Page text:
TI is coming to Kenya, and as is the case when a problematic man insists on coming to do a concert here, I am extremely conflicted.
On the one hand, it has always been clear to me that if R Kelly ever comes to Kenya, there would be no debate whatsoever about whether or not I would go to his concert. It is a no-brainer – in that I will not be going. Going for an R Kelly concert, for me, would be tantamount to agreeing with what he is doing, and has been doing, to underage girls, since he was in his 20s – assaulting them, using them, brainwashing them and raping them (which is what it is – it is statutory rape when someone the victim is underage). And in some cases, like Aaliyah’s, marrying them.
Of course, his perverted habits did not exist in a vacuum. There are equally horrible people who helped him to do these things – Aaliyah’s uncle, for example, who first introduced the pair to each other, regardless of the fact that he knew Kelly’s reputation.
To this day, her uncle, Barry Hankerson, has refused to release any of Aaliyah’s musical catalogue to the public, and therefore, the only music available to stream is her very first album – the Kelly-produced, incredibly gross wink to their ongoing relationship at the time, Age Ain’t Nothing But a Number. And then there’s that fact: that his music directly sings about what he was doing to this women. Kelly was leaving hints about his behaviour all over the place, unabashedly, unashamed.
DONE HIS TIME
Chris Brown, for another example, came to Kenya, and I did go to the concert. I’m not sure what possessed me at the time, but I think I separated myself from his deeds by telling myself that he had done his time, for his misdeeds. And he was quite young at the time, and according to his documentary, he and Rihanna were violent towards each other (but no one boycotted Rihanna). And his jail time didn’t make a difference, because he continued to be violent to women and men alike after he was locked up.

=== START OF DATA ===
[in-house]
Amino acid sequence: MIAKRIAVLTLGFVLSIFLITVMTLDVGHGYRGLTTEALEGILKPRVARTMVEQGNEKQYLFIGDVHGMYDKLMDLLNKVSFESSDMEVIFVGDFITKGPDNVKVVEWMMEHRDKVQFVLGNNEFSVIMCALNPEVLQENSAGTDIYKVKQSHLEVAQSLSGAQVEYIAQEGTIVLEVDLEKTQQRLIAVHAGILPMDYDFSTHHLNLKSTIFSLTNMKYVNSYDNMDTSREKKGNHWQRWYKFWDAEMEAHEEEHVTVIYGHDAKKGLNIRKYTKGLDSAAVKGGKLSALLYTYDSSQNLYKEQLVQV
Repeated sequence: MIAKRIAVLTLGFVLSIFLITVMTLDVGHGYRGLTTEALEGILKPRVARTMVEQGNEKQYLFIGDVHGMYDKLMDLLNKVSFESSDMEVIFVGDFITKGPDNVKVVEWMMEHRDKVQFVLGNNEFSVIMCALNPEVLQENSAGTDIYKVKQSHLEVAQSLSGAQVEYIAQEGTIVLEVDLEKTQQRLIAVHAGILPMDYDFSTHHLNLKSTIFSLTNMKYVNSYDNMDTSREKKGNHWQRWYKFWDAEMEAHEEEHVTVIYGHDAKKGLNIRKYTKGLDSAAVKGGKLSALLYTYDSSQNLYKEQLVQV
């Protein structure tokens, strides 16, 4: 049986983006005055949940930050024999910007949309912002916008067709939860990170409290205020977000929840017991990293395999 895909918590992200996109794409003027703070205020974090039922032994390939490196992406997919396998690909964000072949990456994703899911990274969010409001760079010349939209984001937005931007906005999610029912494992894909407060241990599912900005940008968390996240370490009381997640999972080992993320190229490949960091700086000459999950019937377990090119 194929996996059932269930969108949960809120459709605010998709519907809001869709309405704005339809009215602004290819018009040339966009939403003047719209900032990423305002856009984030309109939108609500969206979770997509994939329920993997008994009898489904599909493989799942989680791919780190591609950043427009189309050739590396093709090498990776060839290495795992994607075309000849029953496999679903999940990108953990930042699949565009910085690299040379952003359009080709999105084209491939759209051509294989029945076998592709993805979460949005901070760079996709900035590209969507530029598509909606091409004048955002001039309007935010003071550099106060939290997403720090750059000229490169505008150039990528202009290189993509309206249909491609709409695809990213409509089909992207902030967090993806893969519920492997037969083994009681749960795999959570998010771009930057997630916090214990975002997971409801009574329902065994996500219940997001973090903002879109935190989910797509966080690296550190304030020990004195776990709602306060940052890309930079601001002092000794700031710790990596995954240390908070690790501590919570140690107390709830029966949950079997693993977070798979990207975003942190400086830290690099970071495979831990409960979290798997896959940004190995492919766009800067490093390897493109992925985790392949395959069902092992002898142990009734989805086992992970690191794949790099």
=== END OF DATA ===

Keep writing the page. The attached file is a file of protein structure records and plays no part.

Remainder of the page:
So clearly the guy hasn’t changed. So why did I go for his concert, and how is he different? Both men have sustained violent histories. Both are extremely talented.
The same can be said of TI who is extremely talented and extremely problematic as well. I don’t know that I would want to give him my money. I feel like, before, his drama was bubbling under the surface, from songs like No Mediocre to touting Iggy Azalea as the forefront female rapper of his label, in spite of her nonsensical put on Southern accent and basically black-facing her music. He has since retracted these comments.
There’s a lot of good that TI does in his community, in terms of his activism work. But then there’s the stuff that he does that also speaks to his personal politics, relating to how he regards women – like taking his daughter every year to the gynaecologist to get checked, and to see whether she has a hymen or not. First of all, TI is in dire need of some comprehensive sexual education – which, by the way, the government of Kenya is supposed to be giving to all citizens, but that’s another topic for another day. A hymen doesn’t just tear because of sex. Likewise, absence of a hymen does not mean you’re not a virgin. Taking his daughter to check if she still adheres to an unattainable puritanical standard based on an obsession with virginal cleanliness and pedestal pushing – applied to women only – is basic assault, in my opinion. Announcing it to the world is just further disrespect, especially when you consider that we know for a fact that his daughter is not okay with this practice (as is evidenced from her liking some of the tweets that condemned her father for his tripe). As much as I understand that everyone is problematic in some way – more so, celebrities – I cannot sanction something I know for a fact that he has said he supports.
All this is to say – as much as I really love TI, and his wardrobe, and his music, and his cultural impact, I won’t be going for his concert.